Adams, a leading candidate, expressed doubts about the new system as recently as last week, criticizing the city’s education efforts around ranked-choice voting and raising the specter of contested results if the count ends up being close or the city’s error-prone Board of Elections hits any snags in the tabulations.
“What happens to everyday New Yorkers? The Board of Elections betrayed us once again and didn’t properly educate and get information out,” he said at a Lower Manhattan campaign stop last Friday. “It would be lucky if we get these results by January 18. We don’t know how long this is going to take. I’m really troubled about the outcome of this, I hope the counting does not equal the rollout.”
Yet on Friday, Adams warmly received second-place endorsements from U.S. Reps. Ritchie Torres, Hakeem Jeffries and Gregory Meeks along with Citizens Union — each had already picked other candidates as their first choice.
And voters in Southeast Queens, a critical battleground made up largely of Black homeowners, appeared comfortable with the system Saturday.
Veronica Haynes, 57, a compliance manager for Amtrak from Laurelton told POLITICO she ranked Andrew Yang first, followed by Kathryn Garcia, Wiley, Ray McGuire and Stringer. Haynes, a 22-year veteran of the NYPD, said she was drawn to Yang’s change message and his approach to issues facing the city.
“I liked him when he was running for president… I think he’s probably something new, some fresh air,” she said. “Why not? Let’s give it a try.”
Reuben E., a 66-year-old former utility services worker from St. Albans who declined to give his last name, said that he was looking for experience and level-headed policy ideas. Reuben ranked Eric Adams first, followed by Yang, Wiley, McGuire and Shaun Donovan and praised the ranked-choice system for avoiding later runoff elections.
“A couple of candidates came out for defunding the police,” he told POLITICO. “That wasn’t a major issue. Maybe administering their budget a little bit better, but defunding the police is a categorically ridiculous statement.”
That sentiment is reflected in polls as well, with many New Yorkers citing a dramatic spike in shootings as an issue of great concern heading into the primary. Those fears have boosted Adams, a retired police captain who has focused his campaign on public safety.
Adams has topped recent polls as Yang has fallen back from his early lead at the beginning of the race. Adams, the Brooklyn borough president, posted another solid quarter of fundraising, raking in $618,000 in the most recent filing period that ended last week and spending a whopping $5.9 million, leaving him with $1.7 million on hand.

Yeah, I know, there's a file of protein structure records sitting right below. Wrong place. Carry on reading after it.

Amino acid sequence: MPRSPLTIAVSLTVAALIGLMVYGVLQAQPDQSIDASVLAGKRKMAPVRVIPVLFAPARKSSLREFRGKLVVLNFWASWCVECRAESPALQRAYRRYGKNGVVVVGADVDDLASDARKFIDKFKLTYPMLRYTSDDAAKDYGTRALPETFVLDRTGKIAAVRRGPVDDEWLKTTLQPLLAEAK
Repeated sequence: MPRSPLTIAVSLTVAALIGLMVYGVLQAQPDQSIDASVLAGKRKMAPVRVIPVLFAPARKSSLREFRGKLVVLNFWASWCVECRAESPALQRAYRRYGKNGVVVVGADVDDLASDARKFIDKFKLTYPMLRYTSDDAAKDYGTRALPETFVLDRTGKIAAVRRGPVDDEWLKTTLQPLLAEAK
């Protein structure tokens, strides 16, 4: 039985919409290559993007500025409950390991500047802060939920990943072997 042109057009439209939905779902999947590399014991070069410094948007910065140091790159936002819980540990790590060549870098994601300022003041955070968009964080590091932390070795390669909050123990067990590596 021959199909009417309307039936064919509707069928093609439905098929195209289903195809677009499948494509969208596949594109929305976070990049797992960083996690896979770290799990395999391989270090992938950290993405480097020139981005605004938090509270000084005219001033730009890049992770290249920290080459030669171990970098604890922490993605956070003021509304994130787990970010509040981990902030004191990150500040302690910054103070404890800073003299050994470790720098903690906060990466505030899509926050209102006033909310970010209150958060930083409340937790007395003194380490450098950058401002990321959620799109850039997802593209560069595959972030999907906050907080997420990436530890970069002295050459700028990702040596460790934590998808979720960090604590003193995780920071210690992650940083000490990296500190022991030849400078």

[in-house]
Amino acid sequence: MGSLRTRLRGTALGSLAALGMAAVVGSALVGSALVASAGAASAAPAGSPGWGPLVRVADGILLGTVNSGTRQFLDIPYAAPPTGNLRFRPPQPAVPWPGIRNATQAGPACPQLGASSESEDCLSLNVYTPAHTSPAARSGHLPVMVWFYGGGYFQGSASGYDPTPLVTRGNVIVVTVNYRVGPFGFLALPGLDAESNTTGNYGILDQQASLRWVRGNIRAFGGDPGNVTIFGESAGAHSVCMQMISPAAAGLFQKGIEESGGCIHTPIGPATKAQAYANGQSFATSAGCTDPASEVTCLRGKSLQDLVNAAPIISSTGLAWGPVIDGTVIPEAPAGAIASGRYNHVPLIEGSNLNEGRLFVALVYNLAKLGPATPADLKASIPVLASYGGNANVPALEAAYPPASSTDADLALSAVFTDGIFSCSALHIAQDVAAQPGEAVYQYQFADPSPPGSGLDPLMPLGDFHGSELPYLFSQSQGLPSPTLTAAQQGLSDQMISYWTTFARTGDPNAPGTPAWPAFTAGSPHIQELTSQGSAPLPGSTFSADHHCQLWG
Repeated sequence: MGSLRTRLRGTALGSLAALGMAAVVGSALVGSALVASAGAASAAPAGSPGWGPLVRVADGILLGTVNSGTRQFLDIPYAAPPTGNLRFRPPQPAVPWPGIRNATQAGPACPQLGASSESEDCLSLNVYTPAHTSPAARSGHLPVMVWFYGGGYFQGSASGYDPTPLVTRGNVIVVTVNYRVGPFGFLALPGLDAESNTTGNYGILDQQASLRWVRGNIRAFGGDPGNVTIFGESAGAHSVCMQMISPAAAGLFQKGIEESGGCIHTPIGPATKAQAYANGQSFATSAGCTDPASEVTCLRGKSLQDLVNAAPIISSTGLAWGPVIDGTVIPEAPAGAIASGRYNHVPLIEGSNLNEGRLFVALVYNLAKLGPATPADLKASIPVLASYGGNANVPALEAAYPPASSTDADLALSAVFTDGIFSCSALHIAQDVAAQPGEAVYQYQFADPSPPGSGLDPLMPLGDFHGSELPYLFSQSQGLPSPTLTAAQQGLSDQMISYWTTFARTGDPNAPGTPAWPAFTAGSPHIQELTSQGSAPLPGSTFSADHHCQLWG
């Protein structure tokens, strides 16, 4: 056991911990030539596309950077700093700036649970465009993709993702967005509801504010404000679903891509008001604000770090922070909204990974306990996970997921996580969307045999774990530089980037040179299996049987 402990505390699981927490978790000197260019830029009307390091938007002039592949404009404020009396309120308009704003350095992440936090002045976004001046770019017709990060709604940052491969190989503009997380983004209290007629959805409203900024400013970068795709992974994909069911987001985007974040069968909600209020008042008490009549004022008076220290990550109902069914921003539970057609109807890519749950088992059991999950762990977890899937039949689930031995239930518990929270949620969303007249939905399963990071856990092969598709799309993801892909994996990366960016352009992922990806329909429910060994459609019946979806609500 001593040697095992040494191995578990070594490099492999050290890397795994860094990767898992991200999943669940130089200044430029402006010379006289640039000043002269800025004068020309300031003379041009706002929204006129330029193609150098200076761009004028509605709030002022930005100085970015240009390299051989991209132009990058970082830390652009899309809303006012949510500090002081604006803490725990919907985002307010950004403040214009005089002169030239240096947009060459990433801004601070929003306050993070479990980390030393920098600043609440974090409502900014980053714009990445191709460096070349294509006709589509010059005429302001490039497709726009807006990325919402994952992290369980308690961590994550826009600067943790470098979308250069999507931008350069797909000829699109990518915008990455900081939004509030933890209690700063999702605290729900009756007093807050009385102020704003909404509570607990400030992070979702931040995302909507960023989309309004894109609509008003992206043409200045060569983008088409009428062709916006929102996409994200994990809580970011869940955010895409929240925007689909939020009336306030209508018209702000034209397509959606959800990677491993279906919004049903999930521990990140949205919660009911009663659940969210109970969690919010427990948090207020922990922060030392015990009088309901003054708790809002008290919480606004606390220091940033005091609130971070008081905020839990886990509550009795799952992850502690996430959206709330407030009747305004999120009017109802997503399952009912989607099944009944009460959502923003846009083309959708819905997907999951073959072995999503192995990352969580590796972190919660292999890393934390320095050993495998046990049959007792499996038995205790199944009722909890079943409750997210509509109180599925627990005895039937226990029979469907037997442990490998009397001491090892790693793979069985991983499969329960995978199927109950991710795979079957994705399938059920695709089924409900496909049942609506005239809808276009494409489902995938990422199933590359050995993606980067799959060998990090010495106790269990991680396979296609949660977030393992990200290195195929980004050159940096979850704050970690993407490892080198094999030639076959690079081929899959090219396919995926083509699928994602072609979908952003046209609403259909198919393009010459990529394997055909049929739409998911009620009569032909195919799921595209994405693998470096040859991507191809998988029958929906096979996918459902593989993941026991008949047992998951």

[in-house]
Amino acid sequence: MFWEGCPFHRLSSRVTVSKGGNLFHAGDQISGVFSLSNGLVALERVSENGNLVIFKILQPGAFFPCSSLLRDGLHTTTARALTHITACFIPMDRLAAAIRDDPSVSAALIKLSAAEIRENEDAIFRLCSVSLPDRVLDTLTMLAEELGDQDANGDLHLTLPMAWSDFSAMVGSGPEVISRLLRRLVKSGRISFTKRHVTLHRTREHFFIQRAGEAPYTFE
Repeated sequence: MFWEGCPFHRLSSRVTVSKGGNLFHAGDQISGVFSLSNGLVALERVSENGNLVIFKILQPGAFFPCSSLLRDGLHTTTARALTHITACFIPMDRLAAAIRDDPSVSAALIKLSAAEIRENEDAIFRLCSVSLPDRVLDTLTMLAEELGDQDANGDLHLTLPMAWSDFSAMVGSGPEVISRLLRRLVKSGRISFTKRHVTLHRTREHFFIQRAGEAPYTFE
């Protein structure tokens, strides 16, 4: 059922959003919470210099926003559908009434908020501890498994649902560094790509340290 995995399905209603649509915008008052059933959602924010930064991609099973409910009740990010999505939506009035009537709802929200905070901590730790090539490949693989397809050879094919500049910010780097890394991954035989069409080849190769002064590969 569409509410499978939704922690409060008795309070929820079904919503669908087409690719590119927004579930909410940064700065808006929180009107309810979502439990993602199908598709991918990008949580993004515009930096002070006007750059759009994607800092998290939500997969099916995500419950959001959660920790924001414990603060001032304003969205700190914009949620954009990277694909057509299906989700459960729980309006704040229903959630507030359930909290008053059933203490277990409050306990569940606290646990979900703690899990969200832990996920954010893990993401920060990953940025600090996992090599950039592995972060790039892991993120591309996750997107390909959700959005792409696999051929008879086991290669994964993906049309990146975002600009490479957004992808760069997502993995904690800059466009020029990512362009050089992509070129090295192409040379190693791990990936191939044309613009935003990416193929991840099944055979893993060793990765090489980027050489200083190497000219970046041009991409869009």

Garcia, the former sanitation commissioner who has also been steadily climbing in the polls, had her best filing yet — with the city’s Campaign Finance Board reporting she raised more than $700,000 in the most recent period with $1.3 million left in the bank.
Yang brought in more than $430,000 and still has $1.8 million left.
Wiley, former counsel to de Blasio and MSNBC legal analyst, did not fare as well — taking in only $286,000 with only $35,000 left in the bank. As the campaigns of fellow progressives weathered major setbacks, the city’s far-left leaders only recently rallied behind Wiley’s standard, with late endorsements last weekend from Rep. Alexandria Ocasio-Cortez and Public Advocate Jumaane Williams.
Wiley joined Yang, Adams and McGuire at the Rev. Al Sharpton’s National Action Network Saturday morning to stump for ranked-choice voting.
“What ranking more than one candidate means is if we go to a runoff, you will still have a voice and a vote,” Wiley told the crowd. “Don’t let them take it from you.”
The Board of Elections will release initial voting totals on June 22, showing which candidates New Yorkers picked as their first choice. But because no one is expected to crack 50 percent, the board will need to wait for absentee ballots to roll in before it can finish the ranking process, which could last until mid-July.
Reuben E. said avoiding a runoff was a good thing — the wait was not.
“I think it’s great. It saves money, less aggravation and grief,” he said. “The only problem is that you got to wait so long for results. So after election night, it’s not over.”